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Many investors don’t realize it’s possible to purchase a variety of assets – including real estate – in individual retirement accounts (IRAs) or other qualified retirement accounts.
As you discover how to use self-directed IRAs for real estate, it’s important to understand the rules – or risk losing potential tax advantages of the account.
Seven Must-Know Self-Directed IRA Real Estate Rules
1. Your IRA cannot purchase property owned by you or a disqualified person.
One of the most common questions about real estate IRAs is: “Can my IRA purchase a property that I currently own?”
The answer is always no.
IRS regulations don’t allow transactions that are considered “self-dealing,” and they don’t allow your self-directed IRA to buy property from or sell property to any disqualified person, including yourself, certain family members, and others.
The IRS lists the following as disqualified individuals: yourself, your beneficiary, your fiduciary, and members of your family (spouse, ancestor, lineal descendant, and any spouse of a lineal descendant).
2. You cannot have “indirect benefits” from property owned by your self-directed IRA.
Can your self-directed IRA purchase a vacation home for you to occasionally use? Can you rent office space for yourself in a building that your self-directed IRA owns?
This real estate IRA rule is in place because the purpose of a Traditional or Roth IRA is to provide for your retirement at some future date. It’s not intended to benefit you (or any other disqualified person) today. If your IRA engages in a prohibited transaction (a transaction that, in some way, benefits you or a disqualified person), this is considered an “indirect benefit.”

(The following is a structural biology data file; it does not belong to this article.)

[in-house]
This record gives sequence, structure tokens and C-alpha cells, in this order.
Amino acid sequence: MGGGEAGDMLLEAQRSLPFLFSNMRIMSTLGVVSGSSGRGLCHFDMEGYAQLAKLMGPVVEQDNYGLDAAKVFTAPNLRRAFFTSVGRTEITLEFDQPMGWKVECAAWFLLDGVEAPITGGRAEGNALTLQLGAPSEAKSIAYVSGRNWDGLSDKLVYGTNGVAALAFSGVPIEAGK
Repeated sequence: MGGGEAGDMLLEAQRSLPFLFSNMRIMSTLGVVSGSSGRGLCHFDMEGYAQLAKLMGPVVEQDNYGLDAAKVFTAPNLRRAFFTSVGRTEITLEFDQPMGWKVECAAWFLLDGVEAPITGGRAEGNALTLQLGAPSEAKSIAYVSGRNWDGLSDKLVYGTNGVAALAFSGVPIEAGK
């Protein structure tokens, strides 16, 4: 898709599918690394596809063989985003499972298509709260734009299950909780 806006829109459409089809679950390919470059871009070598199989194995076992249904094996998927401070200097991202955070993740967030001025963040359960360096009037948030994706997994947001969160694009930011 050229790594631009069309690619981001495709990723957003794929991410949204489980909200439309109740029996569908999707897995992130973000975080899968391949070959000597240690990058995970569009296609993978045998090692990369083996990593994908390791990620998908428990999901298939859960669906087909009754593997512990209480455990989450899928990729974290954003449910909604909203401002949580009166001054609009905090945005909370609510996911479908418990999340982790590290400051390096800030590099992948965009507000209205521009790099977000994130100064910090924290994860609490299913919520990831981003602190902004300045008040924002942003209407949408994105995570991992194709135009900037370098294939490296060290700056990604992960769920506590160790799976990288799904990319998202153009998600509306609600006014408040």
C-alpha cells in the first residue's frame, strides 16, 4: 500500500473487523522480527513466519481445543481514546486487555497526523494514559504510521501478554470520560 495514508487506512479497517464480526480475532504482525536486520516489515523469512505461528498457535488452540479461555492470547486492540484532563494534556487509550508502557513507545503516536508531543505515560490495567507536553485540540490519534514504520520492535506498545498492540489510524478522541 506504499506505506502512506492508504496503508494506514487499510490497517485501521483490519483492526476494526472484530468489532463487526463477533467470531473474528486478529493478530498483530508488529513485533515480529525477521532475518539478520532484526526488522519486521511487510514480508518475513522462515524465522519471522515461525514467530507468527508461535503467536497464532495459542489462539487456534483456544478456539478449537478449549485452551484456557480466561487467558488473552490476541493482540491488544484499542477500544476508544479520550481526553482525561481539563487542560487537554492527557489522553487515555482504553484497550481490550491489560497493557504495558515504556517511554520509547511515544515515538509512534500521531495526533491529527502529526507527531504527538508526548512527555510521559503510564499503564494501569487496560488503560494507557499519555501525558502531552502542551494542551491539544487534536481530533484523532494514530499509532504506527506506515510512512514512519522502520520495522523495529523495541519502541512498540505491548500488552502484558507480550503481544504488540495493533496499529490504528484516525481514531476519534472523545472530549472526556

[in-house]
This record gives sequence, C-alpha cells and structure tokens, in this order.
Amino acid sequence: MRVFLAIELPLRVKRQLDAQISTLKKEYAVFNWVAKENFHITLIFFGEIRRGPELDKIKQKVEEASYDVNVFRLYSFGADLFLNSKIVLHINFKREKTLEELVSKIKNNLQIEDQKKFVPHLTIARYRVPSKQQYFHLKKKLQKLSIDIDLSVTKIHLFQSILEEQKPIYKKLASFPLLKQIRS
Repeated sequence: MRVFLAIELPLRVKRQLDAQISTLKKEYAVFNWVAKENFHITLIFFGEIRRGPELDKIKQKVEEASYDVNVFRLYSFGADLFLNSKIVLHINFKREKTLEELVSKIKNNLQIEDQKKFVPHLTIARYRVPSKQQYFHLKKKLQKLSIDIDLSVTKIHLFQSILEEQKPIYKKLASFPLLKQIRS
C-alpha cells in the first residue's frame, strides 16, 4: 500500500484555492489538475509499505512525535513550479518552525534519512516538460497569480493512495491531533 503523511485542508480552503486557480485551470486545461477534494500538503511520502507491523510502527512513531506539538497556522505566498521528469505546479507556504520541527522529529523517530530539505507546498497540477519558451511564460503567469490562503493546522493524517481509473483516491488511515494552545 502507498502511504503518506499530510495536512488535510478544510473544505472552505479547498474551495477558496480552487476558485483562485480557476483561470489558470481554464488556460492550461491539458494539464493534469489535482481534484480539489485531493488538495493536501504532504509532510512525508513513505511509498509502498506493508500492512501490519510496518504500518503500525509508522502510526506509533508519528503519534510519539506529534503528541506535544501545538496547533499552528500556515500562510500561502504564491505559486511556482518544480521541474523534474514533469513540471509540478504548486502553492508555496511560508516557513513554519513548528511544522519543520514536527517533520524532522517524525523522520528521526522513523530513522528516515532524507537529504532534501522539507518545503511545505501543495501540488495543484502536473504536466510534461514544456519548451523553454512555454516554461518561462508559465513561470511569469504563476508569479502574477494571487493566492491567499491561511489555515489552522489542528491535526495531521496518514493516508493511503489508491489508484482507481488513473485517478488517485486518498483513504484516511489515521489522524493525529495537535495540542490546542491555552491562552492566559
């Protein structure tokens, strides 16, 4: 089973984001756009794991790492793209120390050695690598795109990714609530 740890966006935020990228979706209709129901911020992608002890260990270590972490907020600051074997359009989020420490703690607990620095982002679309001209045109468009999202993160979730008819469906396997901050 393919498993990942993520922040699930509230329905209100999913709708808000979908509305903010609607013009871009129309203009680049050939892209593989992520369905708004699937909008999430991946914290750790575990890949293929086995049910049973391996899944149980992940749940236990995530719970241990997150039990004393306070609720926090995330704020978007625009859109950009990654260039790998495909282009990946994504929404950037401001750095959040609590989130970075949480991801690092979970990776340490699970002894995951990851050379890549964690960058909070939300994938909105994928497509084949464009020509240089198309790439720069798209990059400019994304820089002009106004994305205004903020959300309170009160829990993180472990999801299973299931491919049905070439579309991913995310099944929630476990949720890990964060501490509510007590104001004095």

The IRS’s prohibited transaction rules list the following other examples of possible violations:
- Borrowing money from your IRA
- Using your IRA as security for a loan
If it is determined you engaged in a prohibited transaction, your IRA will stop being an IRA as of the first day of the year in which the transaction occurred. All assets from the account will be distributed to you and may count as taxable income for that year.
3. You may not perform work on real estate purchased in your IRA.
If you purchase a property with your IRA or other qualified retirement account, can you make updates or rehab the property yourself?
IRS rules note that providing services between a disqualified person and a plan is considered a prohibited transaction. This means that performing work on a property that your IRA owns is not permitted.
As a rule of thumb, it is generally OK to perform “desk work” associated with an investment, but not sweat equity. Consult with your financial or tax professional for guidance on your specific situation.
4. IRA investments are uniquely titled.
You and your IRA are two separate entities. As such the investment needs to be titled in the name of your IRA—not to you personally. All documents related to the investment must be titled correctly to avoid delays.